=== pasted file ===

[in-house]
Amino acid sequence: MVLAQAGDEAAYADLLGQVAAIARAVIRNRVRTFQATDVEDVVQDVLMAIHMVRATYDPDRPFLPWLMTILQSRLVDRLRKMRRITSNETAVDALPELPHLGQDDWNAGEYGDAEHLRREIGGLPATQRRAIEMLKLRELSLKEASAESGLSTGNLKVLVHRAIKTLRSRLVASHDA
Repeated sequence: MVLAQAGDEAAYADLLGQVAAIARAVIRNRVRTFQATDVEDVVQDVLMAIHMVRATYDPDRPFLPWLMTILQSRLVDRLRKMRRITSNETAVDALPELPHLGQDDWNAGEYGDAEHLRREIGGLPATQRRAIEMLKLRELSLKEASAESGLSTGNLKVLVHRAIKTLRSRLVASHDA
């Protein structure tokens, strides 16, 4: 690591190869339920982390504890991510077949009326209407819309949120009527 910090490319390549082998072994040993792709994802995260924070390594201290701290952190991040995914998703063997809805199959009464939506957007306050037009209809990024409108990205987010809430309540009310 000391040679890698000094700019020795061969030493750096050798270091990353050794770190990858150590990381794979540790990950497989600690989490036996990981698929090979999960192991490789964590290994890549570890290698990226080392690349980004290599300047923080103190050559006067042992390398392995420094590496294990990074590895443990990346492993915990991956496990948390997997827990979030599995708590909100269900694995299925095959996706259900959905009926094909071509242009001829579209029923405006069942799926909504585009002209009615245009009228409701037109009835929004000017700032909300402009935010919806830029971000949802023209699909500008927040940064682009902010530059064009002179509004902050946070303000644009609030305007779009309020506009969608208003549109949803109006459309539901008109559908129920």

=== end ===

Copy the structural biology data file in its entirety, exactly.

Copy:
[in-house]
Amino acid sequence: MVLAQAGDEAAYADLLGQVAAIARAVIRNRVRTFQATDVEDVVQDVLMAIHMVRATYDPDRPFLPWLMTILQSRLVDRLRKMRRITSNETAVDALPELPHLGQDDWNAGEYGDAEHLRREIGGLPATQRRAIEMLKLRELSLKEASAESGLSTGNLKVLVHRAIKTLRSRLVASHDA
Repeated sequence: MVLAQAGDEAAYADLLGQVAAIARAVIRNRVRTFQATDVEDVVQDVLMAIHMVRATYDPDRPFLPWLMTILQSRLVDRLRKMRRITSNETAVDALPELPHLGQDDWNAGEYGDAEHLRREIGGLPATQRRAIEMLKLRELSLKEASAESGLSTGNLKVLVHRAIKTLRSRLVASHDA
């Protein structure tokens, strides 16, 4: 690591190869339920982390504890991510077949009326209407819309949120009527 910090490319390549082998072994040993792709994802995260924070390594201290701290952190991040995914998703063997809805199959009464939506957007306050037009209809990024409108990205987010809430309540009310 000391040679890698000094700019020795061969030493750096050798270091990353050794770190990858150590990381794979540790990950497989600690989490036996990981698929090979999960192991490789964590290994890549570890290698990226080392690349980004290599300047923080103190050559006067042992390398392995420094590496294990990074590895443990990346492993915990991956496990948390997997827990979030599995708590909100269900694995299925095959996706259900959905009926094909071509242009001829579209029923405006069942799926909504585009002209009615245009009228409701037109009835929004000017700032909300402009935010919806830029971000949802023209699909500008927040940064682009902010530059064009002179509004902050946070303000644009609030305007779009309020506009969608208003549109949803109006459309539901008109559908129920």